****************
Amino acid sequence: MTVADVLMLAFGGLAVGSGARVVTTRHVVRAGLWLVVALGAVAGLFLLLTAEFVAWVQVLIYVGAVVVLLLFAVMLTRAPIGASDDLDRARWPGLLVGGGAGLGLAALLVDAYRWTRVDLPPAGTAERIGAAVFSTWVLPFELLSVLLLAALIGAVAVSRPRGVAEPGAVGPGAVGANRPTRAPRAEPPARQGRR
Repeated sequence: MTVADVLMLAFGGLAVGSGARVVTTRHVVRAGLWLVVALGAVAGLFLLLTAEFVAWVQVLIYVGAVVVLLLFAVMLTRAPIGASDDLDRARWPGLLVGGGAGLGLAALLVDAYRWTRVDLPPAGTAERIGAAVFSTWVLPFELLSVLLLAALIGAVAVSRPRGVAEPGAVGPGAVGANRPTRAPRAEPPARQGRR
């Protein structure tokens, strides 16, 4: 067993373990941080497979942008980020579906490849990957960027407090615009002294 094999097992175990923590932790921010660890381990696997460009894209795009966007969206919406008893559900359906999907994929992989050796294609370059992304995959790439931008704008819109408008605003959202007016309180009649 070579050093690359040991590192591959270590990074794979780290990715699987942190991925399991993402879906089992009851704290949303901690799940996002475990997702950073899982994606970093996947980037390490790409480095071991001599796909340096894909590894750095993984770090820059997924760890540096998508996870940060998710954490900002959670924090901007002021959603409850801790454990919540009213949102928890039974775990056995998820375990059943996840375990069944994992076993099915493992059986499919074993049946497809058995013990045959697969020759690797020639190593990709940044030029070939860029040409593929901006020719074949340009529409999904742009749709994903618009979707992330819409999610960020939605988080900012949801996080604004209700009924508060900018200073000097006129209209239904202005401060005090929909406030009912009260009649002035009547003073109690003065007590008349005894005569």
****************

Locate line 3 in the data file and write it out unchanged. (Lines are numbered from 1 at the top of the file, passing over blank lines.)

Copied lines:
């Protein structure tokens, strides 16, 4: 067993373990941080497979942008980020579906490849990957960027407090615009002294 094999097992175990923590932790921010660890381990696997460009894209795009966007969206919406008893559900359906999907994929992989050796294609370059992304995959790439931008704008819109408008605003959202007016309180009649 070579050093690359040991590192591959270590990074794979780290990715699987942190991925399991993402879906089992009851704290949303901690799940996002475990997702950073899982994606970093996947980037390490790409480095071991001599796909340096894909590894750095993984770090820059997924760890540096998508996870940060998710954490900002959670924090901007002021959603409850801790454990919540009213949102928890039974775990056995998820375990059943996840375990069944994992076993099915493992059986499919074993049946497809058995013990045959697969020759690797020639190593990709940044030029070939860029040409593929901006020719074949340009529409999904742009749709994903618009979707992330819409999610960020939605988080900012949801996080604004209700009924508060900018200073000097006129209209239904202005401060005090929909406030009912009260009649002035009547003073109690003065007590008349005894005569």